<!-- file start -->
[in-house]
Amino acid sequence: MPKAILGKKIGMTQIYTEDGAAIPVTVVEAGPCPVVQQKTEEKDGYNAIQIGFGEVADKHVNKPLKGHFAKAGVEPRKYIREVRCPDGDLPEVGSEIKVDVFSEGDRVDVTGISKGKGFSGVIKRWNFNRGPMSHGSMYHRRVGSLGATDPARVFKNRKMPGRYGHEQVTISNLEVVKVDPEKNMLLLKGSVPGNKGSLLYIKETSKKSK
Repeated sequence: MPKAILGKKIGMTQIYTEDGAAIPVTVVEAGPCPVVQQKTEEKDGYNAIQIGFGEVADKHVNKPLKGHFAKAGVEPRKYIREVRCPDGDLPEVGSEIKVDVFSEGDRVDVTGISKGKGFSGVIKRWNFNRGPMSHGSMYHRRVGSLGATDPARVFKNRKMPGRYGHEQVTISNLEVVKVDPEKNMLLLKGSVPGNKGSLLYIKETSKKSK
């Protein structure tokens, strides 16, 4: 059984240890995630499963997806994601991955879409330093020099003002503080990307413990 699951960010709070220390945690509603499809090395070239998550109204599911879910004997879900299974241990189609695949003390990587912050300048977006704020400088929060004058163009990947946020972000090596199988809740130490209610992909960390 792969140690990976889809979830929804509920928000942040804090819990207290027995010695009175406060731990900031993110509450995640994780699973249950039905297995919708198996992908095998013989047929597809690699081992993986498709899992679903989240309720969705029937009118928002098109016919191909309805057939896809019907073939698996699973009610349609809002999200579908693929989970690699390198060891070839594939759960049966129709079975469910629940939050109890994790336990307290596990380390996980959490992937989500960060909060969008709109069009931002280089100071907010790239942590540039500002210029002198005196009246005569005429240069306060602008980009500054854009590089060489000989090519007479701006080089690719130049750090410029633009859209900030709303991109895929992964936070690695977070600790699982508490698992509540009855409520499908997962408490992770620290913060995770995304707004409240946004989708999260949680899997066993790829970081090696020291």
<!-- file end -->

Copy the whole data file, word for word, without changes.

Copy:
[in-house]
Amino acid sequence: MPKAILGKKIGMTQIYTEDGAAIPVTVVEAGPCPVVQQKTEEKDGYNAIQIGFGEVADKHVNKPLKGHFAKAGVEPRKYIREVRCPDGDLPEVGSEIKVDVFSEGDRVDVTGISKGKGFSGVIKRWNFNRGPMSHGSMYHRRVGSLGATDPARVFKNRKMPGRYGHEQVTISNLEVVKVDPEKNMLLLKGSVPGNKGSLLYIKETSKKSK
Repeated sequence: MPKAILGKKIGMTQIYTEDGAAIPVTVVEAGPCPVVQQKTEEKDGYNAIQIGFGEVADKHVNKPLKGHFAKAGVEPRKYIREVRCPDGDLPEVGSEIKVDVFSEGDRVDVTGISKGKGFSGVIKRWNFNRGPMSHGSMYHRRVGSLGATDPARVFKNRKMPGRYGHEQVTISNLEVVKVDPEKNMLLLKGSVPGNKGSLLYIKETSKKSK
């Protein structure tokens, strides 16, 4: 059984240890995630499963997806994601991955879409330093020099003002503080990307413990 699951960010709070220390945690509603499809090395070239998550109204599911879910004997879900299974241990189609695949003390990587912050300048977006704020400088929060004058163009990947946020972000090596199988809740130490209610992909960390 792969140690990976889809979830929804509920928000942040804090819990207290027995010695009175406060731990900031993110509450995640994780699973249950039905297995919708198996992908095998013989047929597809690699081992993986498709899992679903989240309720969705029937009118928002098109016919191909309805057939896809019907073939698996699973009610349609809002999200579908693929989970690699390198060891070839594939759960049966129709079975469910629940939050109890994790336990307290596990380390996980959490992937989500960060909060969008709109069009931002280089100071907010790239942590540039500002210029002198005196009246005569005429240069306060602008980009500054854009590089060489000989090519007479701006080089690719130049750090410029633009859209900030709303991109895929992964936070690695977070600790699982508490698992509540009855409520499908997962408490992770620290913060995770995304707004409240946004989708999260949680899997066993790829970081090696020291």